Updated: Feb 27, 2021
I fear calling this feeling “grief,” as that often makes someone think you have lost someone. You have lost, but it doesn’t always have to be a person. You can experience grief after losing a life, yes, but there is also the grief of closure: the moment when you realize something has come to a close. You can try running back, but similar to the loss of a person, you would be pumping the body for something it can no longer give. You are left in the wake, forced to remember. There is also the grief of disappointment. This can come after a significant other rejects your feelings or a job you did not get. You get a taste of this feeling when your name is not called in a raffle or the contestant you enjoy on a reality show gets eliminated. You get slammed with this feeling when you do not get elected an aspired position, or your craft does not win first prize.
No matter the form of grief, the moment it begins is a moment when you realize you are alive. You realize that you are human and finite, and the things around you are just as so. There is a moment of anxiety and a lump forms in your throat as you realize you have little to no control of the things around. You begin to assign blame in desperation. “Maybe if the trip had been longer, I could’ve felt that joy more.”
“Maybe if I had presented myself better I would’ve gotten the job.”
“Maybe if he wasn’t so charming, she would’ve gone for me.”
“Maybe if I had been there in time, I could’ve stopped the gun from firing.”
The world of “maybe” “should” and “ought” fill the mind along with other disguised chaos until we must hit something, walk somewhere, take part in an activity, or consume what is around us to the point where the feelings and thoughts are no longer prominent.
Friends offer assistance in many different ways. Some sit with you, and do not say a word. Some bring food, gifts, or mow your lawn. Some fight for you in ways you never know, falling to their knees in prayer on behalf of you. Some may come to your side because they believe they have the answers, or out of human empathetic obligation. However, there are a select few that place themselves by your side because they have no other tool other than the past experience of being broken themselves.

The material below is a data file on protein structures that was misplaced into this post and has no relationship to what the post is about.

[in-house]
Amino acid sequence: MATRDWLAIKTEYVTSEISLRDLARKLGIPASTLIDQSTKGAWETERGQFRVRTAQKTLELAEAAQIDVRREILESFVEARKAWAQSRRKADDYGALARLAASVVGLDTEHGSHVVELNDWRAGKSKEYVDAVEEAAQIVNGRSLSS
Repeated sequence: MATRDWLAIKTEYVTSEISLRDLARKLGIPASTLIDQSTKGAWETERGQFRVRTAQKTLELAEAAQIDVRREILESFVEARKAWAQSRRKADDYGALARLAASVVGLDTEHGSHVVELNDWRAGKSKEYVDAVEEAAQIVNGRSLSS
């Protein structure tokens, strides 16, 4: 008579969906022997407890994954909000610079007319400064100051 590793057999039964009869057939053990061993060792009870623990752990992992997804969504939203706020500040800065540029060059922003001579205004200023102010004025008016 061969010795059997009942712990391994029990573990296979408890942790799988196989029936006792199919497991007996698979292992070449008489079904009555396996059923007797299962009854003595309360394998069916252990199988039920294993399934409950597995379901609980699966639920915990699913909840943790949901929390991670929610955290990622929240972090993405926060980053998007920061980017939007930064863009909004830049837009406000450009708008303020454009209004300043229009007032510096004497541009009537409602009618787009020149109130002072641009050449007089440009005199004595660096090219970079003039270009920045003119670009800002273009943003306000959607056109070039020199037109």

Although the words “God has a plan,” “this doesn’t define you,” or “at least you have the memories,” sometimes fade away with the noise of the world, there comes a realization: the realization that God has not yet been consulted.
You begin to cry out before the Father with a fresh audacity. No longer are the words eloquent and premeditated, but they are more real than many of the recitals we call prayer. There are the sobs and screams that reach deeper than any words. There is the posture of defeat, laying on the cold ground, staring up at the ceiling in silence until the motivation to go on is found. There are the words of anger, the vulgarities that surely the God of the Universe can handle. Frustration seeps in as nothing you say is enough. Eventually you get tired of trying. Normal life must resume.
You are in a normal place, but your interaction with the world is far from normal. Your steps are slower, the breathing heavier. The human body has never weighed so much. Everything you pick up you feel a strange connection with. It’s almost as if every object now has a soul, and if you do not pick it up carefully and gingerly, it will break too. This lens seems to only be available when grieving. Once your heart sinks and your throat closes, the door to this room opens, and the world around you becomes a movie you are no longer a part of.
Moments of hope come. Certain people, experiences, and information yank you back into the world of the living. For a moment, a brief moment, you are reminded that time moves on without our “say-so.” This experience comes with a whole new set of conflicts. “I’m not allowed to feel hopeful or at peace. I need to feel guilty. I can’t get over it this quickly. There are others hurting, why should I be spared?”